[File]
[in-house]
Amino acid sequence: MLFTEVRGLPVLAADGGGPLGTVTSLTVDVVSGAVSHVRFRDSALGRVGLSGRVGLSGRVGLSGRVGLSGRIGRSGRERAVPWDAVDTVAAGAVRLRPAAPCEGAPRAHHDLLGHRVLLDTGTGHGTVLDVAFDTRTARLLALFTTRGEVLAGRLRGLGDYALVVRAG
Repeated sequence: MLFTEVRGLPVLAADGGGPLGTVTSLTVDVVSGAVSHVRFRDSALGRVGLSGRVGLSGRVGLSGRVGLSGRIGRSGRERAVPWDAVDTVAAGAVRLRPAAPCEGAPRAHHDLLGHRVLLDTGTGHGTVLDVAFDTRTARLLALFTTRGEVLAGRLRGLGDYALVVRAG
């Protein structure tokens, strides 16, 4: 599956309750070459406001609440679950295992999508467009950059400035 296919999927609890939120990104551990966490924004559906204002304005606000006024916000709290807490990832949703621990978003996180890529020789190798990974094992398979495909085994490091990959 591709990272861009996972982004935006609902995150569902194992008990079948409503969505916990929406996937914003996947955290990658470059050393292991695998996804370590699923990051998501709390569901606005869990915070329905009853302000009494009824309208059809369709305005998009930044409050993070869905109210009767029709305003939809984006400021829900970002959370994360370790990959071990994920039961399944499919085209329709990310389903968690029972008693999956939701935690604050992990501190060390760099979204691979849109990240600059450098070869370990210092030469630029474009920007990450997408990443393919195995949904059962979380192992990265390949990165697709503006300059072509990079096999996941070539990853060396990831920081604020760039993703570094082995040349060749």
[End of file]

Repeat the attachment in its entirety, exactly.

[in-house]
Amino acid sequence: MLFTEVRGLPVLAADGGGPLGTVTSLTVDVVSGAVSHVRFRDSALGRVGLSGRVGLSGRVGLSGRVGLSGRIGRSGRERAVPWDAVDTVAAGAVRLRPAAPCEGAPRAHHDLLGHRVLLDTGTGHGTVLDVAFDTRTARLLALFTTRGEVLAGRLRGLGDYALVVRAG
Repeated sequence: MLFTEVRGLPVLAADGGGPLGTVTSLTVDVVSGAVSHVRFRDSALGRVGLSGRVGLSGRVGLSGRVGLSGRIGRSGRERAVPWDAVDTVAAGAVRLRPAAPCEGAPRAHHDLLGHRVLLDTGTGHGTVLDVAFDTRTARLLALFTTRGEVLAGRLRGLGDYALVVRAG
């Protein structure tokens, strides 16, 4: 599956309750070459406001609440679950295992999508467009950059400035 296919999927609890939120990104551990966490924004559906204002304005606000006024916000709290807490990832949703621990978003996180890529020789190798990974094992398979495909085994490091990959 591709990272861009996972982004935006609902995150569902194992008990079948409503969505916990929406996937914003996947955290990658470059050393292991695998996804370590699923990051998501709390569901606005869990915070329905009853302000009494009824309208059809369709305005998009930044409050993070869905109210009767029709305003939809984006400021829900970002959370994360370790990959071990994920039961399944499919085209329709990310389903968690029972008693999956939701935690604050992990501190060390760099979204691979849109990240600059450098070869370990210092030469630029474009920007990450997408990443393919195995949904059962979380192992990265390949990165697709503006300059072509990079096999996941070539990853060396990831920081604020760039993703570094082995040349060749």